Global community urged not to give in in latest effort to eradicate leprosy – Global Issues

Tedros Adhanom Ghebreyesus, Director General of the World Health Organization, standing with Yohei Sasakawa, WHO Goodwill Ambassador for the Elimination of Leprosy, at the 75th World Health Assembly in Geneva, Switzerland in May 2022. Sasakawa was honored at the Global Health Leaders Awards.
  • by Joyce Chimbi (nairobi
  • Inter Press Service

Yet this is not a unique story, says Sasakawa, the WHO’s goodwill ambassador for leprosy eradication. This is the story of individuals affected by leprosy, where there are over 100 laws worldwide that discriminate based on the disease.

While traveling to at least 122 countries in Africa and South America, he discovered that the story of individuals living with leprosy is marked by stigma, discrimination and exile.

Against this backdrop, Sasakawa delivered a message of hope and encouragement during the sixth “Don’t Forget Leprosy” campaign webinar series entitled Elimination of Leprosy: Initiatives in the Americas and Africa.

He said the elimination of leprosy “was in its final stages. Continued pressure is desperately needed despite and because of the ongoing challenges, including the COVID-19 pandemic and the myths and misconceptions surrounding leprosy.

“India has the highest number of leprosy cases, but they have also set a target to eradicate leprosy by 2030. This is an ambitious goal. I am encouraged by continuous efforts, dedication and passion to eradicate leprosy.”

Keeping in mind the universality of the challenges of leprosy, the WHO Goodwill Ambassador, the Nippon Foundation and Sasakawa Health Foundation are working under the Sasakawa Leprosy Initiative in a coordinated approach to achieve a leprosy-free world.

dr. Carissa Etienne, director of the Pan American Health Organization, WHO’s regional office for the Americas, stressed the need to continue the fight to achieve zero leprosy cases by 2030. She called for a doubling of efforts. The Global Leprosy Strategy 2021-2030 is both a health and economic strategy as it aims to promote Sustainable Development Goals (SDGs).

The webinar provided a platform for health officials, NGOs and representatives of organizations of individuals affected by leprosy. Participants heard how countries in the Americas and Africa are stepping up prevention initiatives in line with WHO guidelines to accelerate the annual decline in new leprosy cases.

Experts stressed that innovative approaches are desperately needed to support leprosy detection, contact tracing and treatment, especially against the backdrop of COVID-19, which continues to shift the focus of the disease.

Speakers emphasized that a WHO-recommended regimen of timely screening and treatment of eligible single-use rifampicin contacts is vital. When the single dose is given as prophylaxis after exposure to contacts of newly diagnosed patients, it results in a 50 to 60% reduction in the chance of developing leprosy over the next two years.

The WHO registered a total of 202,185 new cases of leprosy worldwide in 2019. India, Indonesia and Brazil record the highest number of new leprosy cases – more than 10,000 cases each.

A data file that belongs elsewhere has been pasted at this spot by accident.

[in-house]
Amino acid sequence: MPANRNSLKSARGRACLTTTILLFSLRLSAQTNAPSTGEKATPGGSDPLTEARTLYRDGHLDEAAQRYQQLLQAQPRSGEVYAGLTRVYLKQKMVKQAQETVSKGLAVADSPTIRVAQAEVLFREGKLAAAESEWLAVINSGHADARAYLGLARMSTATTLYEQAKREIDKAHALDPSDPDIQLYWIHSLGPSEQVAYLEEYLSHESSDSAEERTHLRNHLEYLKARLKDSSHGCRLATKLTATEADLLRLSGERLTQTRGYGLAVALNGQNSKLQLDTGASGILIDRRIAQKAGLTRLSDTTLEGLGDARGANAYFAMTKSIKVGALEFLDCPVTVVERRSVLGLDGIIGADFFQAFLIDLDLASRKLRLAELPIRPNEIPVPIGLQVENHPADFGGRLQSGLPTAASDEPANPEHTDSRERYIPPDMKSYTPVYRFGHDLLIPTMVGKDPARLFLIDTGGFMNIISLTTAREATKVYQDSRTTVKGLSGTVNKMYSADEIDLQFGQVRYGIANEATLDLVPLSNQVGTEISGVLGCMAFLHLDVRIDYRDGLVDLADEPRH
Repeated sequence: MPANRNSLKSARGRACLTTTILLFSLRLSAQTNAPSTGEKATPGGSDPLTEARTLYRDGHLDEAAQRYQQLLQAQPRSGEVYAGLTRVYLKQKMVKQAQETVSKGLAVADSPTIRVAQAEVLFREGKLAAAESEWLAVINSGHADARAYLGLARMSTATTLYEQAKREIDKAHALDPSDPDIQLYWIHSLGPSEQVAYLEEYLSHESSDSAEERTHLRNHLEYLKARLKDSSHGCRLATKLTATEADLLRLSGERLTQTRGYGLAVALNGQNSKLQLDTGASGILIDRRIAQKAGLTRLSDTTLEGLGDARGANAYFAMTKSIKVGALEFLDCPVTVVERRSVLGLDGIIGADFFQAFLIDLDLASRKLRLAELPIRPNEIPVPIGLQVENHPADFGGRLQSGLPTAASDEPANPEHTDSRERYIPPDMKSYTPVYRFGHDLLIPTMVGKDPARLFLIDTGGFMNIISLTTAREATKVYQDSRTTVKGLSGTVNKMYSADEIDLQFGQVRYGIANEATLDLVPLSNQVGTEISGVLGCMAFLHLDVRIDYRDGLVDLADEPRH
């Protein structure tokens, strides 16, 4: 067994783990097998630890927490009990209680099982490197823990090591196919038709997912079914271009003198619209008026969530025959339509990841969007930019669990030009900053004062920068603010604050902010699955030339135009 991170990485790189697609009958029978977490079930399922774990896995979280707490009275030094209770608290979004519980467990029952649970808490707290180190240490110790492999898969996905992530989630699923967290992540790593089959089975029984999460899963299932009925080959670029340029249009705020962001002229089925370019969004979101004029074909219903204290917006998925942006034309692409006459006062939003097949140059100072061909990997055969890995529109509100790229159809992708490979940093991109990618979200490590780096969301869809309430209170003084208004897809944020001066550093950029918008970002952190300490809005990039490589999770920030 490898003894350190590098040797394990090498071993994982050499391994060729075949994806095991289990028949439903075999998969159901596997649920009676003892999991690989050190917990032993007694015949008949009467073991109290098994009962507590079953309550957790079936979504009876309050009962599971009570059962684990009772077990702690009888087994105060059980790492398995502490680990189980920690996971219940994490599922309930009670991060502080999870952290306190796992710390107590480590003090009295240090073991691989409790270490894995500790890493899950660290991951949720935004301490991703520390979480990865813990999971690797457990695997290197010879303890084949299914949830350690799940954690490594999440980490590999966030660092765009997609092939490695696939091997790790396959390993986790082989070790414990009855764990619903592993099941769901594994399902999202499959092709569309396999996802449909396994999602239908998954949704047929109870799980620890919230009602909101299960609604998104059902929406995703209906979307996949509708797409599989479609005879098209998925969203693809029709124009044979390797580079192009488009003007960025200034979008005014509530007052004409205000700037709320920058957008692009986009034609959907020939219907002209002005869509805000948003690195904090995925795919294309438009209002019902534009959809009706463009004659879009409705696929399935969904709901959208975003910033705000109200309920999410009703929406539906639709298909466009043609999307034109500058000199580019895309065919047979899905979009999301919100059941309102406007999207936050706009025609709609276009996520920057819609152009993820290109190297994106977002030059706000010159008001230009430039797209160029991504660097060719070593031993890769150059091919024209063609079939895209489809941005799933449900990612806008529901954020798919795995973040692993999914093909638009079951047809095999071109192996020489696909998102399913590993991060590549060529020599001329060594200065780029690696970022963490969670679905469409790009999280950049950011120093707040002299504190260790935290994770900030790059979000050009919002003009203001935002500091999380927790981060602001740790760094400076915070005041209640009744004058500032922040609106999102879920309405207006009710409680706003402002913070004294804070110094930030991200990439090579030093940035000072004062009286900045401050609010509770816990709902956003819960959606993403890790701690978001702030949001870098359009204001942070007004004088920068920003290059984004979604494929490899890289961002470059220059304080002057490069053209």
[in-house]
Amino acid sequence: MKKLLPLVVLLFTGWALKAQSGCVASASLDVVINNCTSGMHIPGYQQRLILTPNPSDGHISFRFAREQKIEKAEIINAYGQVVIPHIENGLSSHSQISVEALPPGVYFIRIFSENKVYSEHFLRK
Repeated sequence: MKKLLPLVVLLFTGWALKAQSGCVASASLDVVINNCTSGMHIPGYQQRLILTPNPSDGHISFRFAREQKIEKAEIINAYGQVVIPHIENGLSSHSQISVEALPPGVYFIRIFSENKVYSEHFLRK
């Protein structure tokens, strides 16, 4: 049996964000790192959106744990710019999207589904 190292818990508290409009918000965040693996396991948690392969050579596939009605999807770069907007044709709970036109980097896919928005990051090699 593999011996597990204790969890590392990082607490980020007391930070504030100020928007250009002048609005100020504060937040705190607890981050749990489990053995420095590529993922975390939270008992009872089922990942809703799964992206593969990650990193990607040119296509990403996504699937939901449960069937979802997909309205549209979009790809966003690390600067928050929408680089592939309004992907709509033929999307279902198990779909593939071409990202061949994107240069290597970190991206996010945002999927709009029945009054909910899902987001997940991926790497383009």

Worldwide, 13 other countries reported 1,000 to 10,000 cases each. America registered 29,936 new cases, with Africa closely followed by 20,205.

The webinar was held in line with the Global Leprosy Strategy for 2021-2030, on track with the new Roadmap on Neglected Tropical Diseases. To eradicate leprosy, new cases worldwide need to be reduced to about 63,000.

dr. Carmelita Ribeiro Filha Coriolano of the Brazilian Ministry of Health spoke at length about the spread of new cases in America in 2020. Department of Chronic Diseases and Sexually Transmitted Infections Secretariat Health Surveillance

Coriolano provided a detailed sociodemographic profile of new cases of leprosy disease and indicators of physical disabilities picked up by the Secretariat of Health Surveillance of the Department of Chronic Disorders and Sexually Transmitted Infections. She noted that Brazil recorded the highest new cases of leprosy in 2021. Yohei Sasakawa,

In Africa, too, the cases remain a source of concern.

“In 2015, leprosy was eliminated as a public health problem in Angola. But the disease is still a high priority as the latest data shows that 797 new cases have been detected,” said Dr Ernesto Afonso, coordinator of the National Leprosy Program at the Ministry of Health in Angola.

dr. Joseph Ngozi Chukwu, medical advisor to the German Leprosy Control Association in Nigeria, updated the epidemiological situation, treatment of leprosy patients, results and lessons learned.

“It is estimated that more than 30,000 people are living with leprosy-related disabilities across Nigeria,” he said.

Lucrecia Vasquez Acevedo, president of the Felehansen National Federation of the Associations of Persons Affected by Leprosy in Colombia, said the stigma persisted.

“We cannot forget about leprosy because of the myths, misconceptions and lies that have been created around leprosy. It is important to teach other people the truth about leprosy. During the pandemic, we learned how to use technology to teach and overcome the challenges of accessing information presented by the pandemic,” Acevedo said, suggesting the same should be true for leprosy.

Professor Takahiro Nanri, Executive Director of Sasakawa Health Foundation, facilitated a question-and-answer session and provided the opportunity to answer questions from the participants. During the session, issues of myths, misconceptions and stigma were raised as they remained an obstacle to eliminating leprosy.

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© Inter Press Service (2022) — All rights reservedOriginal source: Inter Press Service

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